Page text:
I tried to sneak Pushkin’s “laziness” back in with “idle.” Another word, as far as I know, is used for the sin of sloth.

Quote:
Originally Posted by Andrew Frisardi View Post
In S2, the inverted word order of “voice exalted” is really distracting, and makes P. sound stuffy rather than romantic and passionate. I’d fix it.
A fix is in place. See what you think. UPDATE: Hmmm, marginally better, but one inversion for another isn’t much of a fix. Needs more thought.

Quote:
Originally Posted by Andrew Frisardi View Post
S3 reads nicely, but a couple of tweaks would be good in my opinion. “Unlooked-for tears” is a bit of clunky expression. Is a better one available? “Fragrant speeches” would sound warmer and more heartfelt as “Fragrant speaking” (speeches evoke political campaigns, etc.).
I don’t know about “unlooked-for,” but I’ve reverted to my previous “fragrant words would.”

Quote:
Originally Posted by Andrew Frisardi View Post
In S4L4, change “the dreams” to “my dreams”?
I tried it just now and don’t think I like “my” appearing in three consecutive lines when there’s not even one “my” in the original lines. (That’s not always a good argument, because possessives are more easily omitted in Russian.)

Quote:
Originally Posted by Andrew Frisardi View Post
In S5L2, “of vanity” leaves out “worldly” so could refer to P. liking himself in the mirror. How about “of worldly pomp” or “of worldly cares”?
I see what you mean, but I’m reluctant to replace “vanity” in order to sneak back in an adjective that’s fairly obvious. For now, I’ve made it plural. Does that help?

Quote:
Originally Posted by Andrew Frisardi View Post
I agree with your friend about “beyond bearing” for metrical reasons, but also because the phrase felt forced anyway (and so does his), shoehorned in for syllable count. Would this work?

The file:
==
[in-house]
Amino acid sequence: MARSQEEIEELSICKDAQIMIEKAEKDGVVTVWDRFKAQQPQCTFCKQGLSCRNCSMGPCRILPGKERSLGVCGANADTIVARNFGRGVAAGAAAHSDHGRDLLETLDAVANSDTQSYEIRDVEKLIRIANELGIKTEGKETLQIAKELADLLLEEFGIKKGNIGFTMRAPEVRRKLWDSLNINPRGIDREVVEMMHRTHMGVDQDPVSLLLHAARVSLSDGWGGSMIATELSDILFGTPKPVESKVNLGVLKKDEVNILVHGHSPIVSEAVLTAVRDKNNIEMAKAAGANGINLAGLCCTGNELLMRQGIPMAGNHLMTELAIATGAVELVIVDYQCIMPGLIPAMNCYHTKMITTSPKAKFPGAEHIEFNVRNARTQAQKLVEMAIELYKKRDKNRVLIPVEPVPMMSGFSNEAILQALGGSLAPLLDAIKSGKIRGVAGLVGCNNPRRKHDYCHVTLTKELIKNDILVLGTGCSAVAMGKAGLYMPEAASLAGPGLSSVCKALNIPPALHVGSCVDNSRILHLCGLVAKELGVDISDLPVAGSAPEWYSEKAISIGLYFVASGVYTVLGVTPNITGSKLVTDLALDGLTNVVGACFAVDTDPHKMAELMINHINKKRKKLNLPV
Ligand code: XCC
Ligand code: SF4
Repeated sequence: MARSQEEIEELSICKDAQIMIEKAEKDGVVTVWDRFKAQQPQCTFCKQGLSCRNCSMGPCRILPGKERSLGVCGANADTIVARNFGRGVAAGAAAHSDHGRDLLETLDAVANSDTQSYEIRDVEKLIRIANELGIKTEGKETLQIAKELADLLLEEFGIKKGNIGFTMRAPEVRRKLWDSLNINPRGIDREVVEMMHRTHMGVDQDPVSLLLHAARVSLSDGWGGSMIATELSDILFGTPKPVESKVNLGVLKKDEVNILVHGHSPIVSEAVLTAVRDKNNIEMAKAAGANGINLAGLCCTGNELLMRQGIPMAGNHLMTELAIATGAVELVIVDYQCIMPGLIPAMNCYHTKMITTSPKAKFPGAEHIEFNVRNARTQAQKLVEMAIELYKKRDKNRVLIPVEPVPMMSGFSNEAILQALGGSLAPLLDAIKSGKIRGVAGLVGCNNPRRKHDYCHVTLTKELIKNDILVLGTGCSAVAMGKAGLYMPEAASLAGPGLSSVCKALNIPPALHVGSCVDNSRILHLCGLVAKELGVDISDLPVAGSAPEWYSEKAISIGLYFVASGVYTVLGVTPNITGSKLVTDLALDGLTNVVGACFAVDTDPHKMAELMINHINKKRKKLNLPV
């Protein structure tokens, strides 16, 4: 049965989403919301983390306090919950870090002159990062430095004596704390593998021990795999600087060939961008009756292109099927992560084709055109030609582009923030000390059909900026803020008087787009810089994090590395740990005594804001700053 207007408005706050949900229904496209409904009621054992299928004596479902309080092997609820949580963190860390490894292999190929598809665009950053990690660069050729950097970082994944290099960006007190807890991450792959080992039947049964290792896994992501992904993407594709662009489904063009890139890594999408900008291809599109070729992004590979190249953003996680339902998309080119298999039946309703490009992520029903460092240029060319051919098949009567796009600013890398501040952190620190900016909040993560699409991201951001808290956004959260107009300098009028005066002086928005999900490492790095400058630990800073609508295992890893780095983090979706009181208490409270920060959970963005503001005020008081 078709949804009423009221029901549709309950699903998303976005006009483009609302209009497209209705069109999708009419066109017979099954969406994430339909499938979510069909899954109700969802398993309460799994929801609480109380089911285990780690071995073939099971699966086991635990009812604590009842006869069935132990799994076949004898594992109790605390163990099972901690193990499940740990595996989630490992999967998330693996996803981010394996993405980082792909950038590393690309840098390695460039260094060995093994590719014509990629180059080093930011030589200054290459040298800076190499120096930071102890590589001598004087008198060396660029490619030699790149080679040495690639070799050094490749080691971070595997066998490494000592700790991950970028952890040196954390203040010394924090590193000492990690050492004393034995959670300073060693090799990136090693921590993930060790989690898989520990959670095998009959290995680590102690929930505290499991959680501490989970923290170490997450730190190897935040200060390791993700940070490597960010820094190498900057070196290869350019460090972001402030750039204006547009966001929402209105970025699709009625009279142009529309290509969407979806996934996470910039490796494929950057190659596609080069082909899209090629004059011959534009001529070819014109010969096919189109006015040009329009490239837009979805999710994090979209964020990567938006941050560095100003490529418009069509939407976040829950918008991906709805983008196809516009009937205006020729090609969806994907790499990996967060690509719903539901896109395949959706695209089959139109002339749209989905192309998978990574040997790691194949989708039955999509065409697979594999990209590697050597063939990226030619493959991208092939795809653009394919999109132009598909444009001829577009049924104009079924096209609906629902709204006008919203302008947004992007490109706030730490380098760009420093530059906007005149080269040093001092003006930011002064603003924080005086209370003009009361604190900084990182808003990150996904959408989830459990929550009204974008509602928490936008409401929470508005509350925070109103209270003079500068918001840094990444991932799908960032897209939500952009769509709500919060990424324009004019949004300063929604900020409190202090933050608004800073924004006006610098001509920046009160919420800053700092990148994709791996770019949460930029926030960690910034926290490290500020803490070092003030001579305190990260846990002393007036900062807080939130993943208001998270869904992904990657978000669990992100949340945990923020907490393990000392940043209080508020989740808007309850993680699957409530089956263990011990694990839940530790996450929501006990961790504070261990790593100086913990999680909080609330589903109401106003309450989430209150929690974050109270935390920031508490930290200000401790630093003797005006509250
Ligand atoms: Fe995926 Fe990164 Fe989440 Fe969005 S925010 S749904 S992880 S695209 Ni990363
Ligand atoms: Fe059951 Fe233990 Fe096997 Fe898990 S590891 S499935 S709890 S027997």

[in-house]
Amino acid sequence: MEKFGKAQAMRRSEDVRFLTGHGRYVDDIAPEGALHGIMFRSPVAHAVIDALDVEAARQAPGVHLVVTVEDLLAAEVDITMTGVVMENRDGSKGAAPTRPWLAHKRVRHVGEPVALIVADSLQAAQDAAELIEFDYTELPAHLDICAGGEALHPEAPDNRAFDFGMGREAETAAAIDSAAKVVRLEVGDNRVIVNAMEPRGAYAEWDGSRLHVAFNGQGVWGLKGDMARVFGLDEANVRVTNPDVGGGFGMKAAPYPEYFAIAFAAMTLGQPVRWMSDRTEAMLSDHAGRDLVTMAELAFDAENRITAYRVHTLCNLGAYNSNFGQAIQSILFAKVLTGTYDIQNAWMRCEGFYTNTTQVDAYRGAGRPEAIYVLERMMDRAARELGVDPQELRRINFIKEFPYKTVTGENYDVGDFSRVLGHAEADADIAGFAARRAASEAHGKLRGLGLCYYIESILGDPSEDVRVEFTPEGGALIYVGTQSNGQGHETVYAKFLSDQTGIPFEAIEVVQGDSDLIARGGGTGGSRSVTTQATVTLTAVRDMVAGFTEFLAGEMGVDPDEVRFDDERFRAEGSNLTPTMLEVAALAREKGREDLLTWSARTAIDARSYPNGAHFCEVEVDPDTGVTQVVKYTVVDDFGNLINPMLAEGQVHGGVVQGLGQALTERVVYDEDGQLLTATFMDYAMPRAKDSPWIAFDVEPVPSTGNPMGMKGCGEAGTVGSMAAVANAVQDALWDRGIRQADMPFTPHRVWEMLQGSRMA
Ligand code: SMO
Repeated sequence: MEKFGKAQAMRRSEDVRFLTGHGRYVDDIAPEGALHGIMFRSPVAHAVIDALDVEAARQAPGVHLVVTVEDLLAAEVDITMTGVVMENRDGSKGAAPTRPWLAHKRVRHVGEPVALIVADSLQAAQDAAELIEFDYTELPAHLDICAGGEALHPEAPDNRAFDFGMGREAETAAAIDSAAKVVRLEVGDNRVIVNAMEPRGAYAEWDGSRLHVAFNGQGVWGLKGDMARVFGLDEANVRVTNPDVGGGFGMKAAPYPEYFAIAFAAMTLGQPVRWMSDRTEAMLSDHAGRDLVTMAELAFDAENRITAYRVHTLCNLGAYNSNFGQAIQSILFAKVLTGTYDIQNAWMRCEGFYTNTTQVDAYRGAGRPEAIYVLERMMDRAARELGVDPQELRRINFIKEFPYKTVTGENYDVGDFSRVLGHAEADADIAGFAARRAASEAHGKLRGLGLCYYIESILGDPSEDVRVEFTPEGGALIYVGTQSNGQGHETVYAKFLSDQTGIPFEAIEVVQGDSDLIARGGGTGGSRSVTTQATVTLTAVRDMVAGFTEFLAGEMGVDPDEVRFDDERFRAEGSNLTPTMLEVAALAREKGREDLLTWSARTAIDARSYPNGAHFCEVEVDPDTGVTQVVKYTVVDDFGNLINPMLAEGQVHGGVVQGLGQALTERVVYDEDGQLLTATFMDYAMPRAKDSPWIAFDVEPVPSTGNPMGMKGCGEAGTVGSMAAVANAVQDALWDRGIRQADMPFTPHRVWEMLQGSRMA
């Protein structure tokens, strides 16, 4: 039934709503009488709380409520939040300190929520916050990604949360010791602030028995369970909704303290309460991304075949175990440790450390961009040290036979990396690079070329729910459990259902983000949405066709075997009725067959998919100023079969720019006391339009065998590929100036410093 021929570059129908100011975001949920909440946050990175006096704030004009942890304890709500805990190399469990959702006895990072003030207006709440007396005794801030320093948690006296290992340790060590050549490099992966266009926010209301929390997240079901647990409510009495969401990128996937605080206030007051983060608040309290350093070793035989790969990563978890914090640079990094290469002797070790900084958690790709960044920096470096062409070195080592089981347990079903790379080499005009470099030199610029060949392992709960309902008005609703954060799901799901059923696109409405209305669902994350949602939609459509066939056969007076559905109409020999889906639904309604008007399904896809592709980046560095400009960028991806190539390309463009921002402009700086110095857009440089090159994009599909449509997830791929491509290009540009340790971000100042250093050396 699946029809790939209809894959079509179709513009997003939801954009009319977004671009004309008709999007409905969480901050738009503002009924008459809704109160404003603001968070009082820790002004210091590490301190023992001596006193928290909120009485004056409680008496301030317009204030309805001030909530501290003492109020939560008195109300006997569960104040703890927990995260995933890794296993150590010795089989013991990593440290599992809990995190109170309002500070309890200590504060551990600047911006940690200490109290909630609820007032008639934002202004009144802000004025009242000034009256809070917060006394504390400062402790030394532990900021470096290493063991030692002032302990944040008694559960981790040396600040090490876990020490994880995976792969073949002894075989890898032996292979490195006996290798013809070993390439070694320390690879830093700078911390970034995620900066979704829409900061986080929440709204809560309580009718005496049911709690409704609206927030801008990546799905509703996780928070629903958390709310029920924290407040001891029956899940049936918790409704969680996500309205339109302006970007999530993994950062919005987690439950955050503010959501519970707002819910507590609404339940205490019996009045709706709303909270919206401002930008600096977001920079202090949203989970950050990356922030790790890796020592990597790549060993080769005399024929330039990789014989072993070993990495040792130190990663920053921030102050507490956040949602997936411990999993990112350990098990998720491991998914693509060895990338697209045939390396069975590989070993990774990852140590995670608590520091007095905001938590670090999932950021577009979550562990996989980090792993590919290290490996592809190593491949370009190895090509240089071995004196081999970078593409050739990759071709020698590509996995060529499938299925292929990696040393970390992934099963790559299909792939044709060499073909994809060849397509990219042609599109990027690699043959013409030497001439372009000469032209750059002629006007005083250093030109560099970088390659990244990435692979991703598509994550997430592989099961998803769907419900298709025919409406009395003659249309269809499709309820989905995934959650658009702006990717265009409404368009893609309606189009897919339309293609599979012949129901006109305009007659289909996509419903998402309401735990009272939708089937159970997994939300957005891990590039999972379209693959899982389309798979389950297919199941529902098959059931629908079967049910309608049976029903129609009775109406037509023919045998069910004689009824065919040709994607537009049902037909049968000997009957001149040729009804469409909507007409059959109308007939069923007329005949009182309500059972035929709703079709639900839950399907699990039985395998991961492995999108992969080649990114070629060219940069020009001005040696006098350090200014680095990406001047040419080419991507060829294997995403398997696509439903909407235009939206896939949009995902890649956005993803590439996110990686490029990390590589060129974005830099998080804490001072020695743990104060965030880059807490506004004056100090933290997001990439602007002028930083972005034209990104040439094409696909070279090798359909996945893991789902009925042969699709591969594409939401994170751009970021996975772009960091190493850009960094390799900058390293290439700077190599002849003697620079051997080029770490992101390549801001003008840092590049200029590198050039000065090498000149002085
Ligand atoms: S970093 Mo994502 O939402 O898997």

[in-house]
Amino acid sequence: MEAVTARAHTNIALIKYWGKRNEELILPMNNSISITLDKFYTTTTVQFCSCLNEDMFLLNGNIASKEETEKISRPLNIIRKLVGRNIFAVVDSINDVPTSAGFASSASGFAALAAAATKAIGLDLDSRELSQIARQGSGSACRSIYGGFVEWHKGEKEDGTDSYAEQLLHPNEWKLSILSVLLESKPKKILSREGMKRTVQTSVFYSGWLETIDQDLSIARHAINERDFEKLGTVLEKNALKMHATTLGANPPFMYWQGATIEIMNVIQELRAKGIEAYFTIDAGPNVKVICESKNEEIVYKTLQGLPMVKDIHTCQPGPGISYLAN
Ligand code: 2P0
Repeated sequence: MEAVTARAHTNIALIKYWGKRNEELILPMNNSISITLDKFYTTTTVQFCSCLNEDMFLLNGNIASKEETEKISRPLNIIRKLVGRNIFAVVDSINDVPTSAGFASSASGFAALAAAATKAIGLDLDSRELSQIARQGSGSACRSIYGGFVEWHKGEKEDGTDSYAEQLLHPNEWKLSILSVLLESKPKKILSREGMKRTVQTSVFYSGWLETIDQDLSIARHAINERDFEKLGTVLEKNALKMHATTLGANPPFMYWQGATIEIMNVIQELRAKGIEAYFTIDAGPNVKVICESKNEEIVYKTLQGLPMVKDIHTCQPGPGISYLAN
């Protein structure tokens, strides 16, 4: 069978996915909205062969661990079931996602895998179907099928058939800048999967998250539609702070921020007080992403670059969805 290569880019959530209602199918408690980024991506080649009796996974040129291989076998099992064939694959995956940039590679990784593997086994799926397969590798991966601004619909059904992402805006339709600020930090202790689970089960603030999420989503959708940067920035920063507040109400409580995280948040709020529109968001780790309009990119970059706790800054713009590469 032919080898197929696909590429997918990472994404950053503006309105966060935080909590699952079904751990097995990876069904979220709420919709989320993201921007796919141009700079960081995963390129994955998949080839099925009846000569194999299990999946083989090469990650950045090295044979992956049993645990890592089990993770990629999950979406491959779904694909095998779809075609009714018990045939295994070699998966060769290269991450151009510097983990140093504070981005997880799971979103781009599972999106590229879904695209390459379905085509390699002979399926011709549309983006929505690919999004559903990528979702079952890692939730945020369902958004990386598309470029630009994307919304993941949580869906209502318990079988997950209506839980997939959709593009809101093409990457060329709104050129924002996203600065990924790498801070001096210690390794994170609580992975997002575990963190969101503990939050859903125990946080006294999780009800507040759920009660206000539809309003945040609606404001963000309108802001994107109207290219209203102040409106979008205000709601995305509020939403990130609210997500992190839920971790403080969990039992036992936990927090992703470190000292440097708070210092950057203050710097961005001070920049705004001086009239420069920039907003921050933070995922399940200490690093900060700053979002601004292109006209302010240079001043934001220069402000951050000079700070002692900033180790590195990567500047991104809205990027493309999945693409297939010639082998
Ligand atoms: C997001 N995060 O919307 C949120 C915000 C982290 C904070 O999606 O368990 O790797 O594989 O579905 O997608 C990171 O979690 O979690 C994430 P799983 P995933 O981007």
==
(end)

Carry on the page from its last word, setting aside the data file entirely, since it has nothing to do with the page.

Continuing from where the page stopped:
Burdened with a heart that’s barren,
mind without a use or aim:
this is more than I can bear in
life’s monotonous refrain.
That leaves out “wearied/oppressed by melancholy/ennui” altogether, though it captures the mood well enough. I’ll think on it.

Many thanks, Andrew, for your provocative and productive criticism!

Last edited by Carl Copeland; 11-30-2023 at 04:20 PM.
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  #9  
Unread 12-01-2023, 01:36 AM
Andrew Frisardi Andrew Frisardi is offline
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I like “confided” more than “trusted,” for its assonance with nearby words, and “oft” just about squeaks by my “fey” register. However, I think it would go down more easily if “merriment” in line 1 were the more idiomatic “happiness.” “Hours of merriment” spikes the fey meter again.

“Passions and desire” are still redundant, though I see what you mean about “idle” getting the sense of laziness.

“Tones exalted” still has the problem of inverted word order, forced for the rhyme. How about changing that line to “and then, in tones that were exalted”? Or perhaps you could revert to “voice” with “when suddenly, your voice, exalted, / [two iambs] and left me stunned.” “Your voice range out” is overkill after the exalted voice or tones, imo.

I like “fragrant words would” in S3.

The plural “vanities” does solve the problem I noted earlier.
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Unread 12-01-2023, 03:26 AM
Carl Copeland Carl Copeland is offline
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Originally Posted by Andrew Frisardi View Post
I think it would go down more easily if “merriment” in line 1 were the more idiomatic “happiness.” “Hours of merriment” spikes the fey meter again.
The word here literally means “amusements.” I guess today we’d say “fun,” but that sounds too modern and/or banal to me. Maybe I’m wrong.

Quote:
Originally Posted by Andrew Frisardi View Post
perhaps you could revert to “voice” with “when suddenly, your voice, exalted, / [two iambs] and left me stunned.” “Your voice range out” is overkill after the exalted voice or tones, imo.
You’re right about the overkill, and I’ve taken your neat comma suggestion.

Thanks again, Andrew, and I’d still be interested in your take on my post #7.

Last edited by Carl Copeland; 12-01-2023 at 04:52 AM.